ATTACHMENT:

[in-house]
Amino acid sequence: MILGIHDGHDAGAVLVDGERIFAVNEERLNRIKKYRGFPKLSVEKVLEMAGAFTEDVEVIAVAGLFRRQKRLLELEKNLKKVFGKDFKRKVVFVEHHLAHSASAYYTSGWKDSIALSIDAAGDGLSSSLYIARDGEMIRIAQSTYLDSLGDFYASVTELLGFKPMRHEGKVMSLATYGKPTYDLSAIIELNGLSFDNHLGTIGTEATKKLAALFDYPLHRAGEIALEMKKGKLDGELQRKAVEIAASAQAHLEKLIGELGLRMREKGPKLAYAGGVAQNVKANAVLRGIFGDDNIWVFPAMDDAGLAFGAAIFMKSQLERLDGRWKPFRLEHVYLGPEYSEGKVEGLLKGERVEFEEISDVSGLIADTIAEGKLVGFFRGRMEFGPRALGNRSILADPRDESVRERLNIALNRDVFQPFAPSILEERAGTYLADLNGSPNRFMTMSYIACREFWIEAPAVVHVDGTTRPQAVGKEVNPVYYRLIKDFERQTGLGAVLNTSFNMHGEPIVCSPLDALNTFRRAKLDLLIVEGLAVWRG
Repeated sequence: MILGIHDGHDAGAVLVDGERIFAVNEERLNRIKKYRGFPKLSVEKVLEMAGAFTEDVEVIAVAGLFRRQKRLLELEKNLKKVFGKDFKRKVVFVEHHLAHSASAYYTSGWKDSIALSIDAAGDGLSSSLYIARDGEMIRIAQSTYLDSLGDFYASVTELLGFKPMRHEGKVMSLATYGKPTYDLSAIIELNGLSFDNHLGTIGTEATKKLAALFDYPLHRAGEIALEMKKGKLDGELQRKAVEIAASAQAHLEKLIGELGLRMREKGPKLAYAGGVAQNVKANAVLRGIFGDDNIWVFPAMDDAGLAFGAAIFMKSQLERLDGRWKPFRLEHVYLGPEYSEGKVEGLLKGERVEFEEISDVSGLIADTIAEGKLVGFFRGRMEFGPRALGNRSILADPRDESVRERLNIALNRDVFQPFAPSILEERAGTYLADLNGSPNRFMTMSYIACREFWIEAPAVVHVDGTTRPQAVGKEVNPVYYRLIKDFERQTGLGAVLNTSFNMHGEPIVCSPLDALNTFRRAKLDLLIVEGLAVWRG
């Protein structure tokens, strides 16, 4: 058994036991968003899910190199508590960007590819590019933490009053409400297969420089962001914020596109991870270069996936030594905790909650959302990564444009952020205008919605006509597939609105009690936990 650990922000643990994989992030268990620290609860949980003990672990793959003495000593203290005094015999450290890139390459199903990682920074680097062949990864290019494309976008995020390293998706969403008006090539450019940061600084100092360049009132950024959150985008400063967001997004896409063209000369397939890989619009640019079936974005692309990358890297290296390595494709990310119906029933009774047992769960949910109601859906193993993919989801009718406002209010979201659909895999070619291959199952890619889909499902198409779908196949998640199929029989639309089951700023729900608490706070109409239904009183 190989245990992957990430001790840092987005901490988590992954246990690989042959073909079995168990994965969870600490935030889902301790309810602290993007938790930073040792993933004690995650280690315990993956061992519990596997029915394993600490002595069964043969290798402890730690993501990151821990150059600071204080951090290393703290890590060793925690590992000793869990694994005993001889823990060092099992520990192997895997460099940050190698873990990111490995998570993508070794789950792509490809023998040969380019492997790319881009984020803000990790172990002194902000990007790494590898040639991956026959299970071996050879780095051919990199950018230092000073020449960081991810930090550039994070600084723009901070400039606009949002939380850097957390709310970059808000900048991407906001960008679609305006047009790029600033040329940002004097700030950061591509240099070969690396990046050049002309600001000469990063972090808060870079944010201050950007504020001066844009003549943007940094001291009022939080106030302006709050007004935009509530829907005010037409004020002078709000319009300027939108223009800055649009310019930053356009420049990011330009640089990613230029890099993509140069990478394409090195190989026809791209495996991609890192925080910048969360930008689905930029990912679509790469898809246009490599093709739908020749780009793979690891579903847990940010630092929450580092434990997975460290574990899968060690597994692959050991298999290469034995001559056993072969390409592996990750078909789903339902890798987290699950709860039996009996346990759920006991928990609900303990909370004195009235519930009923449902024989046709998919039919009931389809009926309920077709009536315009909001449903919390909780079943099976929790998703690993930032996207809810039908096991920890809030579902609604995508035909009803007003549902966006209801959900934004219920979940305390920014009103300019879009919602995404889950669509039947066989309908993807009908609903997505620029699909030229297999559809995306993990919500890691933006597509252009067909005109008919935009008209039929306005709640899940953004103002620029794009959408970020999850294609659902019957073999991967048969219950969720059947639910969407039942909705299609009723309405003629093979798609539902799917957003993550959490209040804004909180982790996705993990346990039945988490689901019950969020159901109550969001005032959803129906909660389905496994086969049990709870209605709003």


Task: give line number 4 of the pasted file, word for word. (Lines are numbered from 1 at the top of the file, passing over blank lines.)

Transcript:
């Protein structure tokens, strides 16, 4: 058994036991968003899910190199508590960007590819590019933490009053409400297969420089962001914020596109991870270069996936030594905790909650959302990564444009952020205008919605006509597939609105009690936990 650990922000643990994989992030268990620290609860949980003990672990793959003495000593203290005094015999450290890139390459199903990682920074680097062949990864290019494309976008995020390293998706969403008006090539450019940061600084100092360049009132950024959150985008400063967001997004896409063209000369397939890989619009640019079936974005692309990358890297290296390595494709990310119906029933009774047992769960949910109601859906193993993919989801009718406002209010979201659909895999070619291959199952890619889909499902198409779908196949998640199929029989639309089951700023729900608490706070109409239904009183 190989245990992957990430001790840092987005901490988590992954246990690989042959073909079995168990994965969870600490935030889902301790309810602290993007938790930073040792993933004690995650280690315990993956061992519990596997029915394993600490002595069964043969290798402890730690993501990151821990150059600071204080951090290393703290890590060793925690590992000793869990694994005993001889823990060092099992520990192997895997460099940050190698873990990111490995998570993508070794789950792509490809023998040969380019492997790319881009984020803000990790172990002194902000990007790494590898040639991956026959299970071996050879780095051919990199950018230092000073020449960081991810930090550039994070600084723009901070400039606009949002939380850097957390709310970059808000900048991407906001960008679609305006047009790029600033040329940002004097700030950061591509240099070969690396990046050049002309600001000469990063972090808060870079944010201050950007504020001066844009003549943007940094001291009022939080106030302006709050007004935009509530829907005010037409004020002078709000319009300027939108223009800055649009310019930053356009420049990011330009640089990613230029890099993509140069990478394409090195190989026809791209495996991609890192925080910048969360930008689905930029990912679509790469898809246009490599093709739908020749780009793979690891579903847990940010630092929450580092434990997975460290574990899968060690597994692959050991298999290469034995001559056993072969390409592996990750078909789903339902890798987290699950709860039996009996346990759920006991928990609900303990909370004195009235519930009923449902024989046709998919039919009931389809009926309920077709009536315009909001449903919390909780079943099976929790998703690993930032996207809810039908096991920890809030579902609604995508035909009803007003549902966006209801959900934004219920979940305390920014009103300019879009919602995404889950669509039947066989309908993807009908609903997505620029699909030229297999559809995306993990919500890691933006597509252009067909005109008919935009008209039929306005709640899940953004103002620029794009959408970020999850294609659902019957073999991967048969219950969720059947639910969407039942909705299609009723309405003629093979798609539902799917957003993550959490209040804004909180982790996705993990346990039945988490689901019950969020159901109550969001005032959803129906909660389905496994086969049990709870209605709003």